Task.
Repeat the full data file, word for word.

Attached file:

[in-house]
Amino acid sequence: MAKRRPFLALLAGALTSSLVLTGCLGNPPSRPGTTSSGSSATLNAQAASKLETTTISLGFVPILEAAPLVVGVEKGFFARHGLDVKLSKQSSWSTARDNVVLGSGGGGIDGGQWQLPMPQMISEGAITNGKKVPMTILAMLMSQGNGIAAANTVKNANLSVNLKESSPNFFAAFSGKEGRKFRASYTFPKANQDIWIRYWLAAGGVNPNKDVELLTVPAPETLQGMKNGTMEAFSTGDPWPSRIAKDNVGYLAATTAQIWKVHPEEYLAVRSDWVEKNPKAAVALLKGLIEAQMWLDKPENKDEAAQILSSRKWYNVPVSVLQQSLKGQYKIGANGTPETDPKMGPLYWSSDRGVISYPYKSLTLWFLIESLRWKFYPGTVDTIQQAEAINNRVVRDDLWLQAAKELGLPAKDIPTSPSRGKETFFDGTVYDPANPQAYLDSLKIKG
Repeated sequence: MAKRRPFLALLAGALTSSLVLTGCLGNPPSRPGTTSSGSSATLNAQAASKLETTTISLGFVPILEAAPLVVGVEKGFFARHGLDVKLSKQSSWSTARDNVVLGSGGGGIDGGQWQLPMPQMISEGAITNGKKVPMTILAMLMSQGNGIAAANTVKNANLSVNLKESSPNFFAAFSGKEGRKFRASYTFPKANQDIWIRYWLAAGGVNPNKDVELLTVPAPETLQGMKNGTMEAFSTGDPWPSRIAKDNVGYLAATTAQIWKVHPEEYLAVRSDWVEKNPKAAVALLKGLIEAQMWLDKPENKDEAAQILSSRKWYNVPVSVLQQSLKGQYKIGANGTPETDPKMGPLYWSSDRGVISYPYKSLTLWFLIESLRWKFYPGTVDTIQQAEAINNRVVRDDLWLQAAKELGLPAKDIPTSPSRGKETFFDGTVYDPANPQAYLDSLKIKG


[in-house]
Amino acid sequence: MAKRRPFLALLAGALTSSLVLTGCLGNPPSRPGTTSSGSSATLNAQAASKLETTTISLGFVPILEAAPLVVGVEKGFFARHGLDVKLSKQSSWSTARDNVVLGSGGGGIDGGQWQLPMPQMISEGAITNGKKVPMTILAMLMSQGNGIAAANTVKNANLSVNLKESSPNFFAAFSGKEGRKFRASYTFPKANQDIWIRYWLAAGGVNPNKDVELLTVPAPETLQGMKNGTMEAFSTGDPWPSRIAKDNVGYLAATTAQIWKVHPEEYLAVRSDWVEKNPKAAVALLKGLIEAQMWLDKPENKDEAAQILSSRKWYNVPVSVLQQSLKGQYKIGANGTPETDPKMGPLYWSSDRGVISYPYKSLTLWFLIESLRWKFYPGTVDTIQQAEAINNRVVRDDLWLQAAKELGLPAKDIPTSPSRGKETFFDGTVYDPANPQAYLDSLKIKG
Repeated sequence: MAKRRPFLALLAGALTSSLVLTGCLGNPPSRPGTTSSGSSATLNAQAASKLETTTISLGFVPILEAAPLVVGVEKGFFARHGLDVKLSKQSSWSTARDNVVLGSGGGGIDGGQWQLPMPQMISEGAITNGKKVPMTILAMLMSQGNGIAAANTVKNANLSVNLKESSPNFFAAFSGKEGRKFRASYTFPKANQDIWIRYWLAAGGVNPNKDVELLTVPAPETLQGMKNGTMEAFSTGDPWPSRIAKDNVGYLAATTAQIWKVHPEEYLAVRSDWVEKNPKAAVALLKGLIEAQMWLDKPENKDEAAQILSSRKWYNVPVSVLQQSLKGQYKIGANGTPETDPKMGPLYWSSDRGVISYPYKSLTLWFLIESLRWKFYPGTVDTIQQAEAINNRVVRDDLWLQAAKELGLPAKDIPTSPSRGKETFFDGTVYDPANPQAYLDSLKIKG